Magazine article Drug Topics

After Grandma's House, Where Then?

Magazine article Drug Topics

After Grandma's House, Where Then?

Article excerpt

We began 2000 in a state of exuberance and wonder. By the end of the year, we learned that, turn of millennium or not, life goes on. It's been business as usual. Which is to say that, despite the craziness of this post-election period, we humans continued to seek ways to enrich our lives economically while trying to meet the needs of the communities we serve.

On the pharmacy business front, there were many ups and downs this year. More pharmacies jumped on the Web wagon, but on-line pharmacy sales didn't live up to the promise of 1999 when pharmacies like and came bursting into cyberspace. Almost everyone argued for a Medicare prescription drug benefit-and PBMs, pharmacy's bad guys for so long, were cast in a big, new role in the push for this coverage-but no bill ever reached the President's desk. The rush to herbals seemed to slow down, while direct-to-consumer Rx ads picked up steam, topping the $2 billion mark this year. Sickness didn't take a vacation, but flu vaccine supplies took some time off. Election year or not, the FDA approved the highly controversial RU-486 for early abortions under strict distribution rules. Pfizer's purchase of Warner-Lambert was a signal that blockbuster pharmaceutical mergers are not over. And remember Y2K?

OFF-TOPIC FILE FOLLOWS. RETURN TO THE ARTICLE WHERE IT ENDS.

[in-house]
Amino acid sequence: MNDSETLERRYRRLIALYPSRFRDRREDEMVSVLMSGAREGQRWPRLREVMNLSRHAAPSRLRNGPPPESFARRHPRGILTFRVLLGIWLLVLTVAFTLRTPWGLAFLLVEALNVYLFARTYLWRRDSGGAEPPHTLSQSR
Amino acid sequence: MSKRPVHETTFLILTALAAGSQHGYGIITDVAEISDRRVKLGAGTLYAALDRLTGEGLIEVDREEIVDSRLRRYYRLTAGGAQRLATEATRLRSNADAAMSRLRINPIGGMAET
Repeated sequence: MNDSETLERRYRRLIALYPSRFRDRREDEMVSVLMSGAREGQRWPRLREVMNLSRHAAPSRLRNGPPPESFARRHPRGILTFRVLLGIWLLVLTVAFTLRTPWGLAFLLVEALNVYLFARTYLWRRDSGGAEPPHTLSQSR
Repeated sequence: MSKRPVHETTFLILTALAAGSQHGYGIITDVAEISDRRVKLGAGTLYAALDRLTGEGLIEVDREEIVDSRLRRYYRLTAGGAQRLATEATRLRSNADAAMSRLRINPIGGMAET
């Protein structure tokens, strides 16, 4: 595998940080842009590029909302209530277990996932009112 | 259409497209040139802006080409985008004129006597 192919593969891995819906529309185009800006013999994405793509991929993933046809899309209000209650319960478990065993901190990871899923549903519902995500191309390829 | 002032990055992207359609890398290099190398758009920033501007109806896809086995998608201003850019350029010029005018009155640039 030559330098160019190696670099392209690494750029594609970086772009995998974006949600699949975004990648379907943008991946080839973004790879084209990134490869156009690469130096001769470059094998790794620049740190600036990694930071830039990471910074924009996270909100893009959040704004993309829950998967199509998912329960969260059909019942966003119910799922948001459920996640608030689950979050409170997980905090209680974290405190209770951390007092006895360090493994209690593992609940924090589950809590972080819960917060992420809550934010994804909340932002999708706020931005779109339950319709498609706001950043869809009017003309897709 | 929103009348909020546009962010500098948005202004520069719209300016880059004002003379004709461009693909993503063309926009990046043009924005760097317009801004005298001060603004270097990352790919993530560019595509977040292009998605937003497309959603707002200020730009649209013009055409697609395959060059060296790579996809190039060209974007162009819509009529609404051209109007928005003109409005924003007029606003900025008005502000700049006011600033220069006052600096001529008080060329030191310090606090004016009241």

Expectations for 2001

The Drug Topics/Hospital Pharmacist Report Business Outlook study offers a closer look at the fortunes-- or misfortunes-of some of pharmacy's major components-community (chain and independent) and health-system (hospital) pharmacies. Their stories are told separately starting on page 64. Here are some conclusions that could be drawn from a quick comparison of the community and health-system data:

*Chain respondents seemed to have a slightly better business year in 2000 than independents, but almost as many independents as chain respondents reported a very good/excellent year. Hospital pharmacies appeared to have the toughest time this year.

*As for 2001, 45% of the chain respondents and 35% of the independents are expecting very good/excellent business years for their drugstores. Hospital pharmacists seem much less optimistic; only 12% anticipate a very good/excellent year from a business standpoint-that is, in terms of reaching financial goals and contributing to their hospital's net revenue. …

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